How can you maintain a balance?
Practicing religion doesn’t necessarily mean going to a worship center frequently or following religious rituals strictly. It seems acceptable in any religion to miss attendance for reasons out of your control. If you attend less, you might make up for that by praying/meditating at home or by devoting a few minutes at work to connect with your higher being.
This doesn’t mean you are becoming less religious, though. It simply means your practice has adapted to the new lifestyle. That is at least the case for Kavitha Rajan, who says that even though she doesn’t go to the temple as often as she did in Sri Lanka, her religiousness hasn’t changed. By making time to go for special occasions, she maintains a balance that works in her Canadian life.
Creating religious communities is another way for people to keep their relationship with religion. Dr. Jamal says they manage to maintain their religiousness by being in these kinds of communities, observing festivals, and celebrating together.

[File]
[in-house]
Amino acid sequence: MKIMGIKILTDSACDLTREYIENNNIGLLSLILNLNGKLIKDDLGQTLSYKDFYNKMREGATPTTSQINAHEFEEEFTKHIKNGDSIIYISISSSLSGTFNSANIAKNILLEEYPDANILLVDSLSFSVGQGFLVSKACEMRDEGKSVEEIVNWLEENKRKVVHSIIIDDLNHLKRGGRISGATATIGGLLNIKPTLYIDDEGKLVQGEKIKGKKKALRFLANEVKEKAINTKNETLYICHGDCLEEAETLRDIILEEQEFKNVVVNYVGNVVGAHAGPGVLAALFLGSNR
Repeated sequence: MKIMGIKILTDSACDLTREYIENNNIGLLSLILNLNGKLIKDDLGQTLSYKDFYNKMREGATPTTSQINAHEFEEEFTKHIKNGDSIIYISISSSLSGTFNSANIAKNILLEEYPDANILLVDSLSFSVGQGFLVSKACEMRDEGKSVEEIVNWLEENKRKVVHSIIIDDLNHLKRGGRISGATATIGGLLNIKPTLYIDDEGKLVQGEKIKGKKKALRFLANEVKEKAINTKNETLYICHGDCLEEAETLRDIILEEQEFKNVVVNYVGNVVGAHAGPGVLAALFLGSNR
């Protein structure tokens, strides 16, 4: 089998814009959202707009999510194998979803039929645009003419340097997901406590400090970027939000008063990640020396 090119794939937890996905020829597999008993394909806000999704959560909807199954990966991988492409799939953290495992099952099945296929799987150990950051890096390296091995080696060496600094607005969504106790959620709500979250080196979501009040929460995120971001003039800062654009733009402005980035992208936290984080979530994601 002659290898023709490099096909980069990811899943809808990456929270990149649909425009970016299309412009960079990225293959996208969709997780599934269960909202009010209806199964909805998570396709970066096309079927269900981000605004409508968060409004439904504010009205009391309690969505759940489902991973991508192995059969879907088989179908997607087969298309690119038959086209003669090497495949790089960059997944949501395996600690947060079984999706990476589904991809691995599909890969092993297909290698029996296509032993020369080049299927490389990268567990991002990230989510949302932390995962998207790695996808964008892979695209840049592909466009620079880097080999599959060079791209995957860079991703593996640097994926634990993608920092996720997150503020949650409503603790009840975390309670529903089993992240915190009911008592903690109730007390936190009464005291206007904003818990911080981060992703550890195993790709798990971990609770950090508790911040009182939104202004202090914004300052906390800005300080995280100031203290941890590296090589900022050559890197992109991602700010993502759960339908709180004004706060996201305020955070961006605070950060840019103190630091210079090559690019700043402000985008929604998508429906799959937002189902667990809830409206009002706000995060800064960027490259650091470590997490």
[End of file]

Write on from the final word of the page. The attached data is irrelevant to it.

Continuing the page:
New lifestyle also brings its own features that can be used to religious ends. “The Internet has become not only a place of social connection, but also one where individuals can seek out personal spiritual enhancement. For some, the Internet functions as a place of spiritual renewal as people seek truth on digital pilgrimages though web links. Others search for spiritual direction and fellowship with like-minded believers on email lists or BBSs (Bulletin Board Systems),” says Heidi Campbell in her book Exploring Religious Community Online. With technology, you can practice, pray, or meditate together with people in your native country in real time. Your physical presence may not add much to the experience. However, if you choose to be present in person, what are the worship centers in Canada doing to encourage you?